Christ loved the Church... (Quote) by Dr. John Piper
Husbands, love your wives, as Christ loved the church and gave himself up for her, that he might sanctify her, having cleansed her by the washing of water with the word, so that he might present the church to himself in splendor, without spot or wrinkle or any such thing, that she might be holy and without blemish. - Ephesians 5:25-27
"There is a precious and unfathomable covenant love between Christ and His Bride, that moved Him to die for her. The death of Jesus is for the bride of Christ in a different way than it is for those who perish. Here's the problem with saying Christ died for all the same way he died for his bride. If Christ died for the sins of those who are finally lost, the same way he died for the sins of those who are finally saved, then what are the lost being punished for? Were their sins covered and canceled by the blood of Jesus or not? We Christians say, "Christ died for our sins" (1 Corinthians 15:3). And we mean that his death paid the debt those sins created. His death removed the wrath of God from me. His death lifted the curse of the law from me. His death purchased heaven for me. It really accomplished those things!"
"But what would it mean to say of an unbeliever in hell that Christ died for his sins? Would we mean that the debt for his sins was paid? If so, why is he paying again in hell? Would we mean that the wrath of God was removed? If so, why is the wrath of God being poured out on him in punishment for sins? Would we mean that the curse of the law was lifted? If so, why is he bearing his curse in the lake of fire?"
"One possible answer is this: one might say that the only reason people go to hell is because of the sin of rejecting Jesus, not because of all the other sins of their life. But that is not true. The Bible teaches that the wrath of God is coming on the world, not just because of its rejection of Jesus, but because of its many sins that are not forgiven. For example, in Colossians 3:5-6, Paul refers to "immorality, impurity, passion, evil desire, and greed," and then says, "On account of these things the wrath of God will come." So people who reject Jesus really will be punished for their specific sins, not just for rejecting Jesus."
"So, we go back to the problem: in what sense did Christ taste death for their sins? If they are still guilty for their sins and still suffer punishment for their sins, what happened on the cross for their sins? Perhaps someone would use an analogy. You might say, Christ purchased their ticket to heaven, and offered it to them freely, but they refused to take it, and that is why they went to hell. And you would be partly right: Christ does offer his forgiveness freely to all, and any who receives it as the treasure it is will be saved by the death of Jesus. But the problem with the analogy is that the purchase of the ticket to heaven is, in reality, the canceling of sins. But what we have seen is that those who refuse the ticket are punished for their sins, not just for refusing the ticket. And so what meaning does it have to say that their sins were canceled? Their sins are going to bring them to destruction and keep them from heaven; so their sins were not really canceled in the cross, and therefore the ticket was not purchased."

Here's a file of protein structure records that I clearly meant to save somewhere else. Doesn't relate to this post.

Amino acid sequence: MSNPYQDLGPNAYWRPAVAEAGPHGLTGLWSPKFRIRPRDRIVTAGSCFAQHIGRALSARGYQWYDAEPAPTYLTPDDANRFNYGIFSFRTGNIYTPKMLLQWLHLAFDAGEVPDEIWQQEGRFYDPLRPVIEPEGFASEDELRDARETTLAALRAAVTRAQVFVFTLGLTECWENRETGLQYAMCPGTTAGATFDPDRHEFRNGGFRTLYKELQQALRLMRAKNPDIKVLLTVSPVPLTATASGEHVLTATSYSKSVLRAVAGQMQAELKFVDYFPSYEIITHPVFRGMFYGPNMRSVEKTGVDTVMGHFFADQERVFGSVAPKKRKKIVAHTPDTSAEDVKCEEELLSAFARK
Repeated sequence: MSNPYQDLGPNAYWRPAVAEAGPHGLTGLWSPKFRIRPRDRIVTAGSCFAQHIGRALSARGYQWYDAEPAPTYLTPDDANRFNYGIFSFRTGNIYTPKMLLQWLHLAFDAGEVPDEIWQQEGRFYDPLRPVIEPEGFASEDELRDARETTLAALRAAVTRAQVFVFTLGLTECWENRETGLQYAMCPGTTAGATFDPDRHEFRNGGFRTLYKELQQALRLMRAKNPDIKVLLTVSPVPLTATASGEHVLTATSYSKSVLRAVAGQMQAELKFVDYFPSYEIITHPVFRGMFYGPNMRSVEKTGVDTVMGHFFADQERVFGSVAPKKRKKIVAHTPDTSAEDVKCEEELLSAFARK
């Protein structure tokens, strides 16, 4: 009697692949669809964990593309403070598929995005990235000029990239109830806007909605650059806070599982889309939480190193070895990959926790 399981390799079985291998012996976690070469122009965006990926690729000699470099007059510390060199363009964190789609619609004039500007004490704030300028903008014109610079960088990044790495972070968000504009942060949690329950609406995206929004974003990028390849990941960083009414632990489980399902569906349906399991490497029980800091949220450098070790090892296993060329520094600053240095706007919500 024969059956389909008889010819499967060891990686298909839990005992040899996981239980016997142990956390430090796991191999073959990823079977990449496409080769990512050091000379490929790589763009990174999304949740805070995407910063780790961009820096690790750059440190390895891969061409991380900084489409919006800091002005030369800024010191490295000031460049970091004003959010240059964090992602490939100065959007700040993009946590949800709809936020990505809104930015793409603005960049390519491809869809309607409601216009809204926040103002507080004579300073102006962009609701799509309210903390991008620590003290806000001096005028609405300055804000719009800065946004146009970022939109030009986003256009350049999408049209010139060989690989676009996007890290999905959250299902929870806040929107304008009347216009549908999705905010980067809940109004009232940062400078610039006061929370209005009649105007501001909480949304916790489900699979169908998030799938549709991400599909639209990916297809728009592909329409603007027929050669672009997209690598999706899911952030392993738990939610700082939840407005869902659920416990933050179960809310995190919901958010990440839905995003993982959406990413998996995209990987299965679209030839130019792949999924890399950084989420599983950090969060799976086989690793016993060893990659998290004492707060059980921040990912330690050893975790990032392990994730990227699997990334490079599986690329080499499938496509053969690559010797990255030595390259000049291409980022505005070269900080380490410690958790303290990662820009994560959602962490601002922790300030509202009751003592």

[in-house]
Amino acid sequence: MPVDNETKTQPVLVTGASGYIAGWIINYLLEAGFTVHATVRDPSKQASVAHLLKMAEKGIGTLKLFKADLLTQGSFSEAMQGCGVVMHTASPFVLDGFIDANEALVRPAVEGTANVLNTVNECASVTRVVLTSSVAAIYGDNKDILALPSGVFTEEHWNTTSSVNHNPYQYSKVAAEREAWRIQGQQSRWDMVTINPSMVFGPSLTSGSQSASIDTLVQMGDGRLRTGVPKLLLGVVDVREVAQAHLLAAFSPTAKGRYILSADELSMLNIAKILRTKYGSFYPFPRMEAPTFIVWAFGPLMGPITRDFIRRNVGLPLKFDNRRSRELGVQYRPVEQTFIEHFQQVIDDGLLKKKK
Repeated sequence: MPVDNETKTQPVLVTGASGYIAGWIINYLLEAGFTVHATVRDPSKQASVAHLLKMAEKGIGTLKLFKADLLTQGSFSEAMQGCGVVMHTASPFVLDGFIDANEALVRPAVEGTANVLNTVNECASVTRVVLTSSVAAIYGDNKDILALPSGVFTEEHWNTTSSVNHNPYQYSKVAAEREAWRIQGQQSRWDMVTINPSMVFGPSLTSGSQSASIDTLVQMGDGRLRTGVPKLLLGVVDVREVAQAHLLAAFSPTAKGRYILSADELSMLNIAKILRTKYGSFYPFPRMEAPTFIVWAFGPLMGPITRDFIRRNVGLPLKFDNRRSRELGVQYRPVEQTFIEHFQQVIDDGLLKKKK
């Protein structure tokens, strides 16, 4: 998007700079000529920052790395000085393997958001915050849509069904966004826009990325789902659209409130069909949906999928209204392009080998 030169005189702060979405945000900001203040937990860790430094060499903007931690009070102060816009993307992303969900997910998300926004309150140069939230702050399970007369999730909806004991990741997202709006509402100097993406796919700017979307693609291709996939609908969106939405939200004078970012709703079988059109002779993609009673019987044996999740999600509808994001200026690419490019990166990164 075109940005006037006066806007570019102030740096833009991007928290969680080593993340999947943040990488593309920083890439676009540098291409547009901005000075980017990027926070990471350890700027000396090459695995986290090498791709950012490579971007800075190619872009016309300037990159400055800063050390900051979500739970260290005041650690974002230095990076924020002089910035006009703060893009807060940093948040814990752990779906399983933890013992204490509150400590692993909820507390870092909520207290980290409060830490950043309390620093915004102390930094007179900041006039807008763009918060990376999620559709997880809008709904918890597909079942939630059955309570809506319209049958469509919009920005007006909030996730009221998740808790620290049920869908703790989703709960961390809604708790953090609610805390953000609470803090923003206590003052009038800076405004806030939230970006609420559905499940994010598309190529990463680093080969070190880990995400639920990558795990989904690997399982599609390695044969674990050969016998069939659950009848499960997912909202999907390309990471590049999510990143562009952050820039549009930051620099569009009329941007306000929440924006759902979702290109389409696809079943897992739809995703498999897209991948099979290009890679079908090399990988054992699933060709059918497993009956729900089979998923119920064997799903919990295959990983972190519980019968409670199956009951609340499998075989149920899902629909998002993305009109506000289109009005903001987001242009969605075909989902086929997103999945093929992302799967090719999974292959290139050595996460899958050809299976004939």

"The ticket for heaven which Jesus obtained for me by his blood is the wiping out of all my sins, covering them, bearing them in his own body, so that they can never bring me to ruin can never be brought up against me again - never! That's what happened when he died for me. Hebrews 10:14 says, "By one offering He has perfected for all time those who are sanctified." Perfected before God for all time, by the offering of his life! That's what it means that he died for me. Hebrews 9:28 says, "Christ also, [was] offered once to bear the sins of many." He bore my sins. He really bore them (See Isaiah 53:4-6). He really suffered for them. They cannot and they will not fall on my head in judgment."
"If you say to me then, that at the cross Christ only accomplished for me what he accomplished for those who will suffer hell for their sins, then you strip the death of Jesus of its actual effective accomplishment on my behalf, and leave me with what? An atonement that has lost its precious assuring power that my sins were really covered and the curse was really lifted and the wrath of God was really removed. That's a high price to pay in order to say that Christ tasted death for everyone in the same way."
(From the sermon - For Whom Did Jesus Taste Death? by John Piper)